After completing Ancillary Justice, I decided to go on to complete the trilogy this month. The amazing first book in the trilogy demands completion of the series, and I’m excited to finally get around to it.
Author: Ann Leckie
While deliciously written, Ancillary Sword doesn’t quite live up to the fantastic, near-perfection of Ancillary Justice. I found some parts of the book to conflict with earlier information, and main character Breq has enough social, physical, and mental power to make all potential conflicts insignificant. With such a massive Civil War ready to break out, Ancillary Sword felt incredibly slow and devoid of action.
This book was ok throughout most of it. It felt a little slow – especially in comparison to the fantastic Ancillary Justice – but there was a lot of good world building. It talked a lot about the importance of tea, about the importance of dishes, antiques, colors, paint, and mourning rituals.
Which left me asking myself, “What?” I wondered, for a good portion of the book, why I should concern myself with such niceties and social constructs when (spoiler for Ancillary Justice ahead) the first book ended with the outbreak of a massive civil war. Ancillary Sword had very little to do with the new Civil War, and very little progressed with what I anticipated to be the overall plot. While the stuff about tea and dishes was soothing to read about, it didn’t satisfy my itch to see what happens next. I don’t feel like I gained anything by having read this book. It felt like it could have been the episode of a TV show.
While I thought Breq, the main character, was a little bit of a Mary Sue in the first book, it was painfully obvious in this one. Whereas her superhuman speed, strength, intellect, memory, and defensive capabilities were present in the first book, they didn’t matter very much. She was facing odds so steep that it didn’t matter how strong she was and how much she knew. In this book, there weren’t many problems that she couldn’t instantly solve. I didn’t like that.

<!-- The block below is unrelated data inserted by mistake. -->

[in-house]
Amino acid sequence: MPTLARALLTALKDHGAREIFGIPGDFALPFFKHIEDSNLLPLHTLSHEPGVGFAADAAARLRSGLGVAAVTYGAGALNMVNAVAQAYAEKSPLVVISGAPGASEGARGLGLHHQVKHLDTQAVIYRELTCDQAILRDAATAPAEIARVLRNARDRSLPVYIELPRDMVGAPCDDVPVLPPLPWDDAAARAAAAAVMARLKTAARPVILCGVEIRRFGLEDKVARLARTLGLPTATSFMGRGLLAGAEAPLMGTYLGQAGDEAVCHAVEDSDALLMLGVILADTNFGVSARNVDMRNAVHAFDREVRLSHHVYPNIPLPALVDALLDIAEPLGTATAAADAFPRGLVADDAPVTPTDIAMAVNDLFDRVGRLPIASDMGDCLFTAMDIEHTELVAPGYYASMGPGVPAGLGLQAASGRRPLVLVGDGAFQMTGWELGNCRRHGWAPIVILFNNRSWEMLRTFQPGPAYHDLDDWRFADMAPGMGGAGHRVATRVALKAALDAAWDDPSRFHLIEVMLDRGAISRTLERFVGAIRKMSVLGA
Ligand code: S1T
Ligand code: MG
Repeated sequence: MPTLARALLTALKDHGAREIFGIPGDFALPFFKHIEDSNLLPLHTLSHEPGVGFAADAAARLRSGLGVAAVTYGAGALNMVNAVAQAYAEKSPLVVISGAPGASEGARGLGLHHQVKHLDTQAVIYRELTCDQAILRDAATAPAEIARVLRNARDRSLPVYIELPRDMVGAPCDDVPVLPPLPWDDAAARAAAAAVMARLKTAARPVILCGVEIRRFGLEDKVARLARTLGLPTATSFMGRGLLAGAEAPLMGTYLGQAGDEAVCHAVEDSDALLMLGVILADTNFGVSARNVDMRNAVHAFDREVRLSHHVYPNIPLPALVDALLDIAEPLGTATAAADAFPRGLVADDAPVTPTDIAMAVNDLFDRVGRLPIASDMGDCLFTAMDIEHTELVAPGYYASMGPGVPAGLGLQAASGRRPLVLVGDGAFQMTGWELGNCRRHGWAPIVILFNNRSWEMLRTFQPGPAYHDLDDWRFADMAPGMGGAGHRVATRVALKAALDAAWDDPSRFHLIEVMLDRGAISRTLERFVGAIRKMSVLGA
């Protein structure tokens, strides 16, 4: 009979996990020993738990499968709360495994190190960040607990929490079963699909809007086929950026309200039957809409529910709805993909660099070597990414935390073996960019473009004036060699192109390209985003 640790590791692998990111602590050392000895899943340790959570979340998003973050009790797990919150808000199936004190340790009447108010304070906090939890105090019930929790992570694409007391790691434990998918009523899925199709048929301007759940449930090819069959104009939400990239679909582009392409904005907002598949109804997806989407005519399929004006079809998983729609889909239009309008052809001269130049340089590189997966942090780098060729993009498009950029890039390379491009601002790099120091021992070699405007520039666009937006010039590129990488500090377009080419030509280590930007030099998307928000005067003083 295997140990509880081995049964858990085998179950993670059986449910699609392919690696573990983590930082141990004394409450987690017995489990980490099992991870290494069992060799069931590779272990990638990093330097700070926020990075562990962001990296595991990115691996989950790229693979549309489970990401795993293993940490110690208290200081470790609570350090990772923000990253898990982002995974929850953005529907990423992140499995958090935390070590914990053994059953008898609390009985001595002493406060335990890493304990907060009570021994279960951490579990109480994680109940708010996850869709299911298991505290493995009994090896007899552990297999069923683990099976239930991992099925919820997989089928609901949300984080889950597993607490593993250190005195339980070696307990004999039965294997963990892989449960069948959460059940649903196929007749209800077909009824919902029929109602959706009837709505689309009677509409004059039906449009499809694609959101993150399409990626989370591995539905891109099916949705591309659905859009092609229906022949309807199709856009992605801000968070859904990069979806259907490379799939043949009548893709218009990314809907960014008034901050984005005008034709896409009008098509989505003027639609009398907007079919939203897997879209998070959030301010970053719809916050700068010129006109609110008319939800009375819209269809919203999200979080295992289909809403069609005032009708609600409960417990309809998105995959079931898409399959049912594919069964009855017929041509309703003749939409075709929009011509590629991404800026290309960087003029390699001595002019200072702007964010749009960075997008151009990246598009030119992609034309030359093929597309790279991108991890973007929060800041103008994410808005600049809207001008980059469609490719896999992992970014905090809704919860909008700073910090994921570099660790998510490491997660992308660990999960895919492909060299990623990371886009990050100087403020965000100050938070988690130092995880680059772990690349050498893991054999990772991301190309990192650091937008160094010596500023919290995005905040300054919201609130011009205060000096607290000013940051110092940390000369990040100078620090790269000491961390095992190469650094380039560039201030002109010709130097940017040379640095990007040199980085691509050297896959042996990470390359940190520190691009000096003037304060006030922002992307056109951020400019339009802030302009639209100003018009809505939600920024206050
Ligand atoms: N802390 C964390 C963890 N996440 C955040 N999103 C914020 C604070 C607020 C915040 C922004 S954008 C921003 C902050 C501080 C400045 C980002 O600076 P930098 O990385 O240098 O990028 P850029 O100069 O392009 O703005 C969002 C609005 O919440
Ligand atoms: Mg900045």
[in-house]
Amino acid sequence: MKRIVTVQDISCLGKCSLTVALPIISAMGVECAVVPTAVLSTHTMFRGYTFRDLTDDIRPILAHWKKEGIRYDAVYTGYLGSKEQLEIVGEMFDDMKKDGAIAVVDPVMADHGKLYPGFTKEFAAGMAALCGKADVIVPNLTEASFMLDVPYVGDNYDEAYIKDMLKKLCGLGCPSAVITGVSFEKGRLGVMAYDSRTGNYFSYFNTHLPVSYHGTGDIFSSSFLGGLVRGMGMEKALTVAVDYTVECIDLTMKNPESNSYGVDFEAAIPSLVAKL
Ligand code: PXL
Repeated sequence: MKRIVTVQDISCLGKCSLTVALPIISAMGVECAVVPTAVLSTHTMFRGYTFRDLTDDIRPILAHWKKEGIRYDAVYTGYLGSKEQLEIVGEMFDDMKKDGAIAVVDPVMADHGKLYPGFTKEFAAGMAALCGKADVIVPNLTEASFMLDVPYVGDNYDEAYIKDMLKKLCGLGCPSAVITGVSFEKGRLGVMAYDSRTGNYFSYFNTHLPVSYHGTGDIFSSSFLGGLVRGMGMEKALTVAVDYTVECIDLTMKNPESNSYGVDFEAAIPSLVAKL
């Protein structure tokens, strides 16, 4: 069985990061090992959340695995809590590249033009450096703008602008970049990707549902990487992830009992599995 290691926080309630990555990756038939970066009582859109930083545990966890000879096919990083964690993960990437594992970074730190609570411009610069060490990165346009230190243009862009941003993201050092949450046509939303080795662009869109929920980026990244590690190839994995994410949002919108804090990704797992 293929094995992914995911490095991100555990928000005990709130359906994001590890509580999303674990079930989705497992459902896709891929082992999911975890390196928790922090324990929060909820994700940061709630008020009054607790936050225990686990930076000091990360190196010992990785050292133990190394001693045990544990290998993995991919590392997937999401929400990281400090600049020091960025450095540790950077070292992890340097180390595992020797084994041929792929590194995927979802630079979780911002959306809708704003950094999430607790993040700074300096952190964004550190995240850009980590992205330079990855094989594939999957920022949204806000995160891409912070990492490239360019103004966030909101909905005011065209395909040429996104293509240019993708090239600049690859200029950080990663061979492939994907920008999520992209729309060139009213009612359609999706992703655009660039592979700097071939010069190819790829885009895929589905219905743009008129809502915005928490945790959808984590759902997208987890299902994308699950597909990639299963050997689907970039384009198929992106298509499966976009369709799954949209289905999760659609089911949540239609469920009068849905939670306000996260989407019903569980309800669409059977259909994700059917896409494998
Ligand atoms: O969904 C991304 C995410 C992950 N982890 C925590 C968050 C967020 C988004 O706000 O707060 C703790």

3/5 Discoball Snowcones
The book begins well enough, but it quickly became apparent that it was going to move slowly. It took a long time reviewing what had happened in the first book, and it lamented the fate of semi-ancillaried Tisarwat for longer than I expected. Tisarwat’s fate didn’t quite mesh with what I thought I’d learned from the first book, where a body becoming an ancillary seemed very final.
As well, there were plot holes concerning Breq’s powers. Early in the book, she goes to the firing range and is better than anything human could possibly be. In the climax, she misses her target because he ‘ducked at the last second,’ and this ended up destroying part of a space station. The mistake, after a book filled with Breq’s perfection, felt so desperately out of place.
I wasn’t a big fan of the plot of this one. It felt like a rehash of one of the (albeit good) parts of Ancillary Justice combined with a lot more social information, some of which was entirely unnecessary and almost all of which was pretty boring for me. There were extended scenes about wanting sex for the sake of feeling better, and that would probably be interesting to some people, but I felt it didn’t add much to the story.
To finish off the series, I’m going to read Ancillary Mercy and determine how all this ends! There were some hints at the end of Ancillary Sword that this is going to be a crashing finish to what Justice started. See you next week!